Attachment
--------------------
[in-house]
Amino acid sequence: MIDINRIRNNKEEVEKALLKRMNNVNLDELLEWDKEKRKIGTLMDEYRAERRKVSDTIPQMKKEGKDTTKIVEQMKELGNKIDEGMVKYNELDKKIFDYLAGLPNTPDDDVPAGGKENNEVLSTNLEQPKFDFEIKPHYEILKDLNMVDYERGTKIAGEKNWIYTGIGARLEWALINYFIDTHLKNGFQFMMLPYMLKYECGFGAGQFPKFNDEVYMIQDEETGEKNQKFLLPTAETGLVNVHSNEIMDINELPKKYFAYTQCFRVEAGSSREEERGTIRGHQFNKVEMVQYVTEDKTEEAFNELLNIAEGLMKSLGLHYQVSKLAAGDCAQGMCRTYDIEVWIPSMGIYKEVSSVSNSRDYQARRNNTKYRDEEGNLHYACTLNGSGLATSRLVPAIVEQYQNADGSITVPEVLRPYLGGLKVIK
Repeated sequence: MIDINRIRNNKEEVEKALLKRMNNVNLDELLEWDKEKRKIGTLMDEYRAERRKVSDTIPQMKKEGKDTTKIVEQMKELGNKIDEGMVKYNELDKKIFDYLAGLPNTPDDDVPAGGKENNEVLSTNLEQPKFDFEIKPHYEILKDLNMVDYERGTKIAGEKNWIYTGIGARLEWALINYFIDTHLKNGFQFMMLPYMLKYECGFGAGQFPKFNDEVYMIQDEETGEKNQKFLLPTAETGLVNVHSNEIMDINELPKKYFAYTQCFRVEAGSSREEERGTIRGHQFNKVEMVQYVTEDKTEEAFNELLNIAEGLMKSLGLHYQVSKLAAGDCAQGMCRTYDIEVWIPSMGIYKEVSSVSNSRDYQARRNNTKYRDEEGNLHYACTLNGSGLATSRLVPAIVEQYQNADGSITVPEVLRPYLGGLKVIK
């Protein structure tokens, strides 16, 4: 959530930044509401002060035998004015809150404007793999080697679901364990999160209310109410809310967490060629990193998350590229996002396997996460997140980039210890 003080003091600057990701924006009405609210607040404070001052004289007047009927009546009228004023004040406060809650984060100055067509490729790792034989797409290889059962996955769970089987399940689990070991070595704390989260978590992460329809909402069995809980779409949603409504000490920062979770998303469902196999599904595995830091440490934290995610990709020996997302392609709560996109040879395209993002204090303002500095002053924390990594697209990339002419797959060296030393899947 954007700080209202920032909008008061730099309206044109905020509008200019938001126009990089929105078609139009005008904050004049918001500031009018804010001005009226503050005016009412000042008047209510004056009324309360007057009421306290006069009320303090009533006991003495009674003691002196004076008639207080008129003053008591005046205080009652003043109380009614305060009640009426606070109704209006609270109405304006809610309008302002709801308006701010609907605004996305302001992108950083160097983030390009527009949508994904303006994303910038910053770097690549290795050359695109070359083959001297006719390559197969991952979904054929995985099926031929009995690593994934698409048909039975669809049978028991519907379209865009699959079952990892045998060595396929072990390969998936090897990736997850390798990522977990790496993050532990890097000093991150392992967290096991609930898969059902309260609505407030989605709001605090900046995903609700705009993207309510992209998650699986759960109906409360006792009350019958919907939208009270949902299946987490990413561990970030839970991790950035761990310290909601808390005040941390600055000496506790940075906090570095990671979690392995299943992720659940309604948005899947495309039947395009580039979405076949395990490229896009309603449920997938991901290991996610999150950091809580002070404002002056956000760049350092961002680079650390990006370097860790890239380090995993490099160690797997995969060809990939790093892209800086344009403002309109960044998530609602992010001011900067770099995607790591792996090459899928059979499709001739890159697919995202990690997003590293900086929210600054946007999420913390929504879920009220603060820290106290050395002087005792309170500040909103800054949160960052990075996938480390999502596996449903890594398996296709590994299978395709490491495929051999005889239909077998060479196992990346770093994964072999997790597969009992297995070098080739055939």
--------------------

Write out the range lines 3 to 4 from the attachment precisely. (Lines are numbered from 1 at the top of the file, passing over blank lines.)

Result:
Repeated sequence: MIDINRIRNNKEEVEKALLKRMNNVNLDELLEWDKEKRKIGTLMDEYRAERRKVSDTIPQMKKEGKDTTKIVEQMKELGNKIDEGMVKYNELDKKIFDYLAGLPNTPDDDVPAGGKENNEVLSTNLEQPKFDFEIKPHYEILKDLNMVDYERGTKIAGEKNWIYTGIGARLEWALINYFIDTHLKNGFQFMMLPYMLKYECGFGAGQFPKFNDEVYMIQDEETGEKNQKFLLPTAETGLVNVHSNEIMDINELPKKYFAYTQCFRVEAGSSREEERGTIRGHQFNKVEMVQYVTEDKTEEAFNELLNIAEGLMKSLGLHYQVSKLAAGDCAQGMCRTYDIEVWIPSMGIYKEVSSVSNSRDYQARRNNTKYRDEEGNLHYACTLNGSGLATSRLVPAIVEQYQNADGSITVPEVLRPYLGGLKVIK
């Protein structure tokens, strides 16, 4: 959530930044509401002060035998004015809150404007793999080697679901364990999160209310109410809310967490060629990193998350590229996002396997996460997140980039210890 003080003091600057990701924006009405609210607040404070001052004289007047009927009546009228004023004040406060809650984060100055067509490729790792034989797409290889059962996955769970089987399940689990070991070595704390989260978590992460329809909402069995809980779409949603409504000490920062979770998303469902196999599904595995830091440490934290995610990709020996997302392609709560996109040879395209993002204090303002500095002053924390990594697209990339002419797959060296030393899947 954007700080209202920032909008008061730099309206044109905020509008200019938001126009990089929105078609139009005008904050004049918001500031009018804010001005009226503050005016009412000042008047209510004056009324309360007057009421306290006069009320303090009533006991003495009674003691002196004076008639207080008129003053008591005046205080009652003043109380009614305060009640009426606070109704209006609270109405304006809610309008302002709801308006701010609907605004996305302001992108950083160097983030390009527009949508994904303006994303910038910053770097690549290795050359695109070359083959001297006719390559197969991952979904054929995985099926031929009995690593994934698409048909039975669809049978028991519907379209865009699959079952990892045998060595396929072990390969998936090897990736997850390798990522977990790496993050532990890097000093991150392992967290096991609930898969059902309260609505407030989605709001605090900046995903609700705009993207309510992209998650699986759960109906409360006792009350019958919907939208009270949902299946987490990413561990970030839970991790950035761990310290909601808390005040941390600055000496506790940075906090570095990671979690392995299943992720659940309604948005899947495309039947395009580039979405076949395990490229896009309603449920997938991901290991996610999150950091809580002070404002002056956000760049350092961002680079650390990006370097860790890239380090995993490099160690797997995969060809990939790093892209800086344009403002309109960044998530609602992010001011900067770099995607790591792996090459899928059979499709001739890159697919995202990690997003590293900086929210600054946007999420913390929504879920009220603060820290106290050395002087005792309170500040909103800054949160960052990075996938480390999502596996449903890594398996296709590994299978395709490491495929051999005889239909077998060479196992990346770093994964072999997790597969009992297995070098080739055939």